17 MAY 2023

Three New DAISYs Bloom in Nurse Week

DAISY winner Rocio Magna-Lauth, R.N., (right)  poses with Vice President and Chief Nursing Officer Heather Resseger.
DAISY winner Rocio Magna-Lauth, R.N., (right) poses with Vice President and Chief Nursing Officer Heather Resseger.

The latest crop of DAISY awardees are nurses in NorthBay Health’s Intensive Care and 1600 units.

Rocio Magna-Lauth, R.N., Clinical Nurse II in the 1600 unit, was nominated by a patient who was at wit’s end, having been in a medical crisis for three days. He had been transferred from another hospital and then found himself waiting hours for a plan of care. But, he said, when Rocio introduced herself, everything changed from that point on. DAISY Awards

“It was late, I was exhausted, hungry and confused, stressed, as was my wife,” he wrote. “It was time to move me from ICU to another room in preparation for the next day’s procedure. I thought, ‘Here we go again.’ When I arrived to my new room, things were very busy, and I felt a bit abandoned at first. Then, my R.N. came in and with the friendliest tone and demeanor she said, ‘I’m here to help your stay be as comfortable as possible and do whatever I can to help you.’ I was amazed, and thrilled!”

He went on to say that Rocio brought “a spark of light into my gloomy situation” and lifted his spirit, making him feel important.

“She was kind and respectful in a very Rhuman way, not just because it was her duty, but she truly cares,” he wrote. He praised her for helping to settle him in and explaining all that was happening and would happen with his procedure the next morning.  “She paid close attention to details and was very diligent about every move she made around me and how she treated me, with general kindness. Wow! This really made me feel cared for,” he noted. “Rocio gave me encouragement and brightened my perspective on what the nursing industry should be about.”

He concluded his comments by writing, “Caring for others is not always easy, unless you have a heart to do so. Rocio has the biggest heart in the nursing field, she cares immensely! Thank you so very much, Rocio, for the brief time you cared for me. It means the world New DAISY Award winner Scott Greathouse, R.N., poses for a photo with Vice President and Chief Nursing Officer Heather Resseger.to know that there are nurses like you doing such a great service to mankind!”

Scott Greathouse, R.N., Clinical Nurse II in the ICU, was nominated by two members of a patient’s family.

“My mother-in-law was on a ventilator in the ICU for six days,” wrote one family member. “We were privileged to have had Scott as her nurse on several of those days. He is one of the most kind, gentle souls I have encountered. Not only is he great at his job but he was so compassionate with us through it all.” 

The family member said they left each day “knowing she was in good hands because of him!”  They noted that on the patient’s final day, Scott shampooed her hair and got her cleaned up “and his gentle touch made the tears flow even more. He is a huge asset for NorthBay.”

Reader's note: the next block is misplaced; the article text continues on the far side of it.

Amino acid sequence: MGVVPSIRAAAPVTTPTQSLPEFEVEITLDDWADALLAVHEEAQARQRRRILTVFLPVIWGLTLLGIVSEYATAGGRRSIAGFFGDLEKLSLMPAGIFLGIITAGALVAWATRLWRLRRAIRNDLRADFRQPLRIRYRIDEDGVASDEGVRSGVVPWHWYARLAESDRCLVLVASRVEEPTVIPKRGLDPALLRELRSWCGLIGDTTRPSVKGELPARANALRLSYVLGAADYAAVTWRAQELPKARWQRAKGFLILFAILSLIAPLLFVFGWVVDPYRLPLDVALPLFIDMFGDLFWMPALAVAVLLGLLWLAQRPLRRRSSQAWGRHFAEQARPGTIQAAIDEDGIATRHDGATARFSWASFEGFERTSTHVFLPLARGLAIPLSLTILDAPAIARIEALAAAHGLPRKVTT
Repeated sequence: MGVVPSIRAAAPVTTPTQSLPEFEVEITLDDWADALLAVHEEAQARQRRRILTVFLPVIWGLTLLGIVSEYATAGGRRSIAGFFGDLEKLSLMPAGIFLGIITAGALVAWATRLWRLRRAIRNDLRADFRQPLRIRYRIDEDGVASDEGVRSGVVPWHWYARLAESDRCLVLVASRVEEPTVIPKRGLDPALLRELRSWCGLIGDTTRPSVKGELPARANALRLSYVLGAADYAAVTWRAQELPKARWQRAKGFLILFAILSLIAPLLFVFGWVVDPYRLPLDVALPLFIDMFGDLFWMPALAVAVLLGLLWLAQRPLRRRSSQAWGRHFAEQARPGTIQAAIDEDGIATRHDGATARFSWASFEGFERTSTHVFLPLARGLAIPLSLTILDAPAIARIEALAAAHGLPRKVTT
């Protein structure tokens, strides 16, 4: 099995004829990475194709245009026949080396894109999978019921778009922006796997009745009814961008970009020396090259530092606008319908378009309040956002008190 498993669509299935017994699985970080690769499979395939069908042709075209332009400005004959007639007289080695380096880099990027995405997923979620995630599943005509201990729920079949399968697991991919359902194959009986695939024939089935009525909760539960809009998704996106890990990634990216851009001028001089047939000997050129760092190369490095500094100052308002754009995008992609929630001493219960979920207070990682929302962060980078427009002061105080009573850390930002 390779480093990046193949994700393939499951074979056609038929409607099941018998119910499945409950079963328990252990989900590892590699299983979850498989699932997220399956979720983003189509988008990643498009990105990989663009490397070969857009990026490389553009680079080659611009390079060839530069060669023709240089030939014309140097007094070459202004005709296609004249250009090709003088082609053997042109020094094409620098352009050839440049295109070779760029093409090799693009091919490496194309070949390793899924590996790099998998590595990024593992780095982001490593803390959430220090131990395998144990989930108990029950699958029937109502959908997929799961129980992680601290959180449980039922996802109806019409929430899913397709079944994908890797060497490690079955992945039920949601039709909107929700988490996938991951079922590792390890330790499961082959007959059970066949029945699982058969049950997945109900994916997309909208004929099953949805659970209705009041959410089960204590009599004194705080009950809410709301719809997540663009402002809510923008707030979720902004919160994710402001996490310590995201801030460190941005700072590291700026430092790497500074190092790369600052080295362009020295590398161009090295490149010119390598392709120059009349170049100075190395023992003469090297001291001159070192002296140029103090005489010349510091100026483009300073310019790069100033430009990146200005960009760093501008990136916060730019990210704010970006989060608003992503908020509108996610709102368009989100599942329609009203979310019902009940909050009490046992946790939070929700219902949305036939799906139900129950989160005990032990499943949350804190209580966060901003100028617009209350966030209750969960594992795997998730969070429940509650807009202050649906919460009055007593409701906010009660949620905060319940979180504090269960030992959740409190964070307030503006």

“My mother came in post cardiac arrest, intubated and in serious condition,” wrote the other family member. “Scott was the first nurse that we met who was taking care of my mother. I cannot say enough about how passionate, professional and knowledgeable he was toward our situation.” Noting that their mother had been in ICU for about a week before she died, the family member added, “The relationship that my family and I built with Scott over this week I will never forget.  ... Scott is a great nurse.”

A colleague nominated Collin Norville, R.N., ClinicalCollin Norville, R.N., shows off his DAISY Award with Kim Williamson, Senior Manager of Critical Care and CardioPulmonary Services, (left) and Jennifer Veler, R.N., Clinical Manager Critical Care Services. Nurse III in the ICU, for his compassionate nature and talents as a rounder. 

“Collin exceeds the definition of an extraordinary nurse and deserves the recognition,” the co-worker wrote. “Collin provides prompt care anytime I have a concern about a patient. He collaborates respectfully with the bedside nurse and always has a positive attitude.”

The colleague described a time they were caring for a patient and needed help. “The patient was close to being transferred to the ICU and Collin, without hesitation, sat with my patient as I had to round on my other patients. He reminded her to take deep breaths on the BiPap to ensure that the proper gas exchange was effective,” they wrote. “Collin took the time to explain the patho-physiology of what was happening to my patient and also provided resources so I coul research more. While he was sitting with my patient he was able to connect with her to gain her trust and ease her.” That included putting on music for the patient and the nurse described how Collin sat and sang with her at one point.  “Collin exemplifies the mission, vision and values of NorthBay and the acute care unit is in good hands when he is on as a rounder!”

The not-for-profit DAISY Foundation is based in Glen Ellen, and was established by family members in memory of J. Patrick Barnes. Patrick died at the age of 33 in late 1999 from complications from an auto-immune disease. The care Patrick and his family received from nurses while he was ill inspired this unique means of thanking nurses for making a profound difference in the lives of their patients and patient families.

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